If you click the Live Preview button, aka the play icon, it will make the preview interactive. Once you add animations and interactivity, you’ll be able to click buttons and observe state changes.

Note: As of this writing, the preview window is not 100% reliable. If the preview stops updating, check the top of the Canvas for the message: Automatic preview updating paused. If you see that, just click Resume to rebuild the preview. Also, if an animation doesn’t appear to be working, double check by running the app in the simulator or on a device. The live app is the source of truth for any UI behaviors.

Basic Animations

To add animations, the first thing you need is something to animate. So to start, you’ll create a state change that triggers an update to the UI.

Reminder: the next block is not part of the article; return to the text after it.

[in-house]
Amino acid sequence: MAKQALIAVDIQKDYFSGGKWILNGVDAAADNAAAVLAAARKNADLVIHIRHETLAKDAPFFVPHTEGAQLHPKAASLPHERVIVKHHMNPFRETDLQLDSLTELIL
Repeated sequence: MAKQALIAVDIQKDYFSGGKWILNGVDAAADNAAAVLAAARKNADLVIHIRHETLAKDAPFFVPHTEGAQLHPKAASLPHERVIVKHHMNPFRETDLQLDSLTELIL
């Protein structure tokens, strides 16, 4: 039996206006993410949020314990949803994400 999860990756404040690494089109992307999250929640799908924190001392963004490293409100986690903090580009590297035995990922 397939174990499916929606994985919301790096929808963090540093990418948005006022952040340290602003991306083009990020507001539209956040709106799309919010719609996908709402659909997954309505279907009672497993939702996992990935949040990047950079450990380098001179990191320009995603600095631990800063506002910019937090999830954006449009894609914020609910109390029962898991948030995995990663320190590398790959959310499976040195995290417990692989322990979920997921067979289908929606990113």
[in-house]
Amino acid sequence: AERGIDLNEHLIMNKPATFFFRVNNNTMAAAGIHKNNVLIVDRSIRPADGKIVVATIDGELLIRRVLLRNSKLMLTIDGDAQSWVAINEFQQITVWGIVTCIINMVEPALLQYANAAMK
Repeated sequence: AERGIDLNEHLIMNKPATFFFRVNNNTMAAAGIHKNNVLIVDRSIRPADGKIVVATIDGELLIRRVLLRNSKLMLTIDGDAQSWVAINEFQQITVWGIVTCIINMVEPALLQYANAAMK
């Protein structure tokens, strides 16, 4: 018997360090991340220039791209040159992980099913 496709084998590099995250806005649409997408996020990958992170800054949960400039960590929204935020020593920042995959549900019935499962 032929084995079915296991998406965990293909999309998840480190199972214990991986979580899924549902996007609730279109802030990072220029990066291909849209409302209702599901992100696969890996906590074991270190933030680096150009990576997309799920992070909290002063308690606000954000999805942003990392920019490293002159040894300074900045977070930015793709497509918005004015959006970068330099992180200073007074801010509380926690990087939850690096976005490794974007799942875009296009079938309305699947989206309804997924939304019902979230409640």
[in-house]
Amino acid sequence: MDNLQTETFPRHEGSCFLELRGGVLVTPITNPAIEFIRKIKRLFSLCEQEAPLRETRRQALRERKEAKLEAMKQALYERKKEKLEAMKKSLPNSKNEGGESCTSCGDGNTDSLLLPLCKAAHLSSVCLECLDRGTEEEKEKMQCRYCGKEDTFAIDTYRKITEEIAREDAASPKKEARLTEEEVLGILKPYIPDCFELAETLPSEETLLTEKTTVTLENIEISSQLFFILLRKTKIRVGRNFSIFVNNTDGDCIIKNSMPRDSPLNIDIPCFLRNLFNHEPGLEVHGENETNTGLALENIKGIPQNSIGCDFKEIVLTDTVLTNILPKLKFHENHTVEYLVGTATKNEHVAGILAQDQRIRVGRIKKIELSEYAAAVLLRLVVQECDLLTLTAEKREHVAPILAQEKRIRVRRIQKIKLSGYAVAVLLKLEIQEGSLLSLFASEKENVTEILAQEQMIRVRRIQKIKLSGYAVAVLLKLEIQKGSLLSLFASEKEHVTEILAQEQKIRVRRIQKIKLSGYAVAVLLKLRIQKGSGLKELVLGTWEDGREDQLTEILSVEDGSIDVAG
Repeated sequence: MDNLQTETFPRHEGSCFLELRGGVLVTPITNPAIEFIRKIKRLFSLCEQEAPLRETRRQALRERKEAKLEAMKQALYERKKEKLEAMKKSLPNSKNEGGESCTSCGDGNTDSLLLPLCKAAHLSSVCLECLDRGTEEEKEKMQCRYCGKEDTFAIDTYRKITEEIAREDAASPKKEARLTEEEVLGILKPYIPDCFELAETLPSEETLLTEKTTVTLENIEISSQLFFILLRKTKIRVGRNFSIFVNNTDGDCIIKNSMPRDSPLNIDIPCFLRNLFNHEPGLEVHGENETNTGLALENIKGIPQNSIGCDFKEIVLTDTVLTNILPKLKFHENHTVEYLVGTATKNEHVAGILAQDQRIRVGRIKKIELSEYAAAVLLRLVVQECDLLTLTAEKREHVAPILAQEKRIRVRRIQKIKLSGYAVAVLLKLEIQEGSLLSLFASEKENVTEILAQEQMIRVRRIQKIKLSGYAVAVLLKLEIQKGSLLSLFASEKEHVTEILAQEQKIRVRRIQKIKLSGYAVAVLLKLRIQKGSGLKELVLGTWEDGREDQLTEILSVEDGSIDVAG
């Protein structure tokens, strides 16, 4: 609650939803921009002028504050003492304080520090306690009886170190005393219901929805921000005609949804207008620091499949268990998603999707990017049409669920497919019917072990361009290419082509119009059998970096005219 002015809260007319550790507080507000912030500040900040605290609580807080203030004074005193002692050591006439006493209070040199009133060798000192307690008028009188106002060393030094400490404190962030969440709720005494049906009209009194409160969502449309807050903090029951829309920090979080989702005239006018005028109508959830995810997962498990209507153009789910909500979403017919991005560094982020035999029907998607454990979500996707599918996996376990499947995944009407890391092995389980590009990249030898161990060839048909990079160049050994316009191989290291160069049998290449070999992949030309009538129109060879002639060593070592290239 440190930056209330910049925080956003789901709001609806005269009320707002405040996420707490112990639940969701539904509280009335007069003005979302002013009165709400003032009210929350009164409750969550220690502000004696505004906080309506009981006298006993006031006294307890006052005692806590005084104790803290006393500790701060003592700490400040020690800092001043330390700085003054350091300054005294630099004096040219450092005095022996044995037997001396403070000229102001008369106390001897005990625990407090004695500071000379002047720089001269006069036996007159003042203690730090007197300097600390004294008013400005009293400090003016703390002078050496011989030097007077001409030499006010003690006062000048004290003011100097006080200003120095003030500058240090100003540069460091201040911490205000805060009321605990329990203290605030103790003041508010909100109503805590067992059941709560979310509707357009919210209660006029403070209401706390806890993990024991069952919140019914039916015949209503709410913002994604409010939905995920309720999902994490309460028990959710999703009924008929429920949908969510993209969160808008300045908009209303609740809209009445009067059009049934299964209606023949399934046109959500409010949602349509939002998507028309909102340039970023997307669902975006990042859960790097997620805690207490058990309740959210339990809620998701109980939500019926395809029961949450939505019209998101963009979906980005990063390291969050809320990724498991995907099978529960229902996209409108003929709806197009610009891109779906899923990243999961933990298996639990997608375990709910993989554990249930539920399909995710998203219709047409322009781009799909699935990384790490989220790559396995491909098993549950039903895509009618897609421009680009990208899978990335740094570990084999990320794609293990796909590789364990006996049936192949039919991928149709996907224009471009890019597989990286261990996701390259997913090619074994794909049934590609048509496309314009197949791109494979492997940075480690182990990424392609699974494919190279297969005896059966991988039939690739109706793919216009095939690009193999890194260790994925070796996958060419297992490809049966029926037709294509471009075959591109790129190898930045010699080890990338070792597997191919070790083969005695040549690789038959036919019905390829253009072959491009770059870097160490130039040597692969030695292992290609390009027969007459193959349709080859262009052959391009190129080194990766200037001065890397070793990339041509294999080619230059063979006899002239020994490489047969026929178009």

Open ContentView.swift and add the following to the end of the VStack in makePlanetRow(planet:):

if self.toggleMoons( {
  MoonList(planet: planet)

This checks toggleMoons(_:) to determine if that planet’s row should be toggled. If the moons are toggled on, then a MoonList view will appear in the VStack. This method is tied to the state property, showMoon.

Next, complete the action by setting the showMoon property. In the button’s action callback, add the following code:

self.showMoon = self.toggleMoons( ? nil :

This code either clears showMoon if the user already pressed the button or sets it to the new planet if the user selects a different row.